Limited (BSNL), Indias largest government-owned telecom company, it plans to provide
367.67 lakh new connections during Tenth Five Year Plan (2002-07). The following table
gives the broad details of expansion programme envisaged by the Company during the Tenth

The future growth of telecommunication scenario in India seems to be quite bright. It is

estimated by 2007, the country will have 250 million telephone connections, out of which
180-200 million telephones will be mobile phones. By the same period, the tele-density in our
country will rise to 22 per cent and around 50 per cent contribution in this sector would be
provided by public sector operators. It is also expected that by 2007 every village in India
will be connected with telecom network, the mobile phones would play a major role in this
endeavor. Similarly, the growth of telecommunication network would pave the way for
internet revolution in our country. It is estimated that internet connection will rise to 18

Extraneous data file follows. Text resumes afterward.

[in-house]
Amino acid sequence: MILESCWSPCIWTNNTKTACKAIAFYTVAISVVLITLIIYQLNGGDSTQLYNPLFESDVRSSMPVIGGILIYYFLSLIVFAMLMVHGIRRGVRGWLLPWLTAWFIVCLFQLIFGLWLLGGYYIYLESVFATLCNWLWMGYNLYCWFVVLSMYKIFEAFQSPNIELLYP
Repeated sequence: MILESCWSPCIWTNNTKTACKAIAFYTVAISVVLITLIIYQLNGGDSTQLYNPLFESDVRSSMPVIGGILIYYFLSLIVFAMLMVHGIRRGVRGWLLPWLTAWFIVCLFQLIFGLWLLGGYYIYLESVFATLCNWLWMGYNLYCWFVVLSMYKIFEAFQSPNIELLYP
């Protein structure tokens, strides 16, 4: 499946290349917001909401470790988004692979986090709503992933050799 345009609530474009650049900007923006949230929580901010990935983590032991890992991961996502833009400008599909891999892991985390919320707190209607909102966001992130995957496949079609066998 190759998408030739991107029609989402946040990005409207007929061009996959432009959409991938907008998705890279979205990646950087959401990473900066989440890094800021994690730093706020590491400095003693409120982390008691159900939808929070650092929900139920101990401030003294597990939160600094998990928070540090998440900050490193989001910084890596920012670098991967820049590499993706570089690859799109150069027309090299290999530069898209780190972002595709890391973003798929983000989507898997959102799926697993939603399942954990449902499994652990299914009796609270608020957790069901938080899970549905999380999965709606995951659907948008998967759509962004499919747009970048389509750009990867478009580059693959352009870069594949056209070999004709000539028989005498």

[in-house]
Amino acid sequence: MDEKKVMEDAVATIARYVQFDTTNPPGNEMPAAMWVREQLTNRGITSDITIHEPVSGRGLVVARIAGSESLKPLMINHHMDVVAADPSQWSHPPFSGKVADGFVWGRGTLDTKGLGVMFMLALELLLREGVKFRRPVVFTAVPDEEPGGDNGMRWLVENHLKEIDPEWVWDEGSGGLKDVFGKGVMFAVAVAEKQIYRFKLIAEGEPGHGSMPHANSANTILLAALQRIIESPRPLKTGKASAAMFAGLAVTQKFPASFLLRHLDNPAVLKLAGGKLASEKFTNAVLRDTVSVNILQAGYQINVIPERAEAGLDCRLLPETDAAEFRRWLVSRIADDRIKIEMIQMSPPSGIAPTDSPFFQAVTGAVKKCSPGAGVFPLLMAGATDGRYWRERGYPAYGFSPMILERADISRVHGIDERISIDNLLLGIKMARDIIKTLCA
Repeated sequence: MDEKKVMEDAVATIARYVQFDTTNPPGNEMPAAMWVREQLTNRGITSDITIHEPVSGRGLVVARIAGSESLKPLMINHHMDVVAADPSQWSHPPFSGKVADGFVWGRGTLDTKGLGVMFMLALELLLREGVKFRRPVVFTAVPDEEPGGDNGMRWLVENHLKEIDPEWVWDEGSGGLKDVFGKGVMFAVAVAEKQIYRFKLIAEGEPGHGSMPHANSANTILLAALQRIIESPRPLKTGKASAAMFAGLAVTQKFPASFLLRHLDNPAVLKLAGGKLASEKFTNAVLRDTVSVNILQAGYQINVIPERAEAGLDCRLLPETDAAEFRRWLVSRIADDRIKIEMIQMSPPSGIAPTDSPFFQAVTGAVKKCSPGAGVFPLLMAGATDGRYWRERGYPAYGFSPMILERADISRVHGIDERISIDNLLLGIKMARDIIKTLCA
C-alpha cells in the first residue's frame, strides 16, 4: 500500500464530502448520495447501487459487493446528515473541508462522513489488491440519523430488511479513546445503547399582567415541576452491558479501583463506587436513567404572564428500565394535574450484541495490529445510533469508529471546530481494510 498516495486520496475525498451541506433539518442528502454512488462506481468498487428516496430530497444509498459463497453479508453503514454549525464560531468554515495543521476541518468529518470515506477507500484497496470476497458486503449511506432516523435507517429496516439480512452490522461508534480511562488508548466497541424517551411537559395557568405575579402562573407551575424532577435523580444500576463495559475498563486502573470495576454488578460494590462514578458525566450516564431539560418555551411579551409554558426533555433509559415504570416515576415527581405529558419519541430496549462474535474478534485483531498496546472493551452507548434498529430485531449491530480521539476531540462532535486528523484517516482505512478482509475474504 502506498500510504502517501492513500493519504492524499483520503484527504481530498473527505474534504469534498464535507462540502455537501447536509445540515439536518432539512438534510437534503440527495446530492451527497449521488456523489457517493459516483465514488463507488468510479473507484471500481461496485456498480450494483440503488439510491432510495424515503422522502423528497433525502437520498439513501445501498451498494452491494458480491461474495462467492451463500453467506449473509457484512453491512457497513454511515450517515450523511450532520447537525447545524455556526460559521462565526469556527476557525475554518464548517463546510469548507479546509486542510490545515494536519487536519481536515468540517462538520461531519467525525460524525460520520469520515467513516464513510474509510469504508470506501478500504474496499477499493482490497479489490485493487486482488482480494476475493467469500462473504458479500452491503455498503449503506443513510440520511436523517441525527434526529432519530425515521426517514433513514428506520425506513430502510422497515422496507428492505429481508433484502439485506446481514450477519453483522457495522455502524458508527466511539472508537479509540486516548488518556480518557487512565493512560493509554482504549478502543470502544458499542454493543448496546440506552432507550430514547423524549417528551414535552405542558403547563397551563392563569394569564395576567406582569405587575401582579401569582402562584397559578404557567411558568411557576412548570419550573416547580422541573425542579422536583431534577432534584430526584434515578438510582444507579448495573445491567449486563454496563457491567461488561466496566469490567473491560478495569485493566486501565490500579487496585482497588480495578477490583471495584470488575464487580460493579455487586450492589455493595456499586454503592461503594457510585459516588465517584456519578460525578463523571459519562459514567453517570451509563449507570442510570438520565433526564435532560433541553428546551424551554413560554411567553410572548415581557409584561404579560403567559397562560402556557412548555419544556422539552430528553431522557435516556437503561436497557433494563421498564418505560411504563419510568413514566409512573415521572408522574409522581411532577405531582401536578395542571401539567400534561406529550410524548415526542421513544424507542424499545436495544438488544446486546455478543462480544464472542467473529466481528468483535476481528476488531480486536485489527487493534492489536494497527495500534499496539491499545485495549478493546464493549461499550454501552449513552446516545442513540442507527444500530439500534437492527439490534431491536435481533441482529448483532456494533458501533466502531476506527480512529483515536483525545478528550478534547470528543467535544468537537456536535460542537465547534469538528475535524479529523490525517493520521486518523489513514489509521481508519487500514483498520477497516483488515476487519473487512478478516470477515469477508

million by 2007 from 5.4 million in December 2004. If the telecom connections rise as per
the estimation and target, it is expected further 40 million internet connections by 2010. With
the increasing competition among service providers in telecom sector, it is expected that the
tariff rates will come down benefiting the consumers.

4. Telecommunications and Rural Development


The telecom sector in India has witnessed a substantial growth rate in last decade. The Ninth
Five Year Plan aimed at providing telephone on demand, achieving universal convergence,
and ensuring the world standard services. The Plan had also categorically identified on rural